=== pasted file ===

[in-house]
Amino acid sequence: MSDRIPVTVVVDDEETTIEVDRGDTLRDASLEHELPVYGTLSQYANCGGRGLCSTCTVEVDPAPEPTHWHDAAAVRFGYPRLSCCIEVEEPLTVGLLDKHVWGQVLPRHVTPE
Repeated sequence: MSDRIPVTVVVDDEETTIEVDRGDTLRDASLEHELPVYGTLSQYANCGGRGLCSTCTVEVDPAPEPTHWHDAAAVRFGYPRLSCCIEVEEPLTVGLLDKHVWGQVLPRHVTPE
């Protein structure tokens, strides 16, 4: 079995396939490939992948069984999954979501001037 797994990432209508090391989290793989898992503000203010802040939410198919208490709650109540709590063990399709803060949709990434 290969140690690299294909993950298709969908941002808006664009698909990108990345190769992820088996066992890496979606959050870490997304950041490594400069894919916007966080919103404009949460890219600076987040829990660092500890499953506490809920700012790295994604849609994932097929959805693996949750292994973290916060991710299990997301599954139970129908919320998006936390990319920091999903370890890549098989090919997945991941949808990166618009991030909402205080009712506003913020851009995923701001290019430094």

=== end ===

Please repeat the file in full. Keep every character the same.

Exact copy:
[in-house]
Amino acid sequence: MSDRIPVTVVVDDEETTIEVDRGDTLRDASLEHELPVYGTLSQYANCGGRGLCSTCTVEVDPAPEPTHWHDAAAVRFGYPRLSCCIEVEEPLTVGLLDKHVWGQVLPRHVTPE
Repeated sequence: MSDRIPVTVVVDDEETTIEVDRGDTLRDASLEHELPVYGTLSQYANCGGRGLCSTCTVEVDPAPEPTHWHDAAAVRFGYPRLSCCIEVEEPLTVGLLDKHVWGQVLPRHVTPE
């Protein structure tokens, strides 16, 4: 079995396939490939992948069984999954979501001037 797994990432209508090391989290793989898992503000203010802040939410198919208490709650109540709590063990399709803060949709990434 290969140690690299294909993950298709969908941002808006664009698909990108990345190769992820088996066992890496979606959050870490997304950041490594400069894919916007966080919103404009949460890219600076987040829990660092500890499953506490809920700012790295994604849609994932097929959805693996949750292994973290916060991710299990997301599954139970129908919320998006936390990319920091999903370890890549098989090919997945991941949808990166618009991030909402205080009712506003913020851009995923701001290019430094």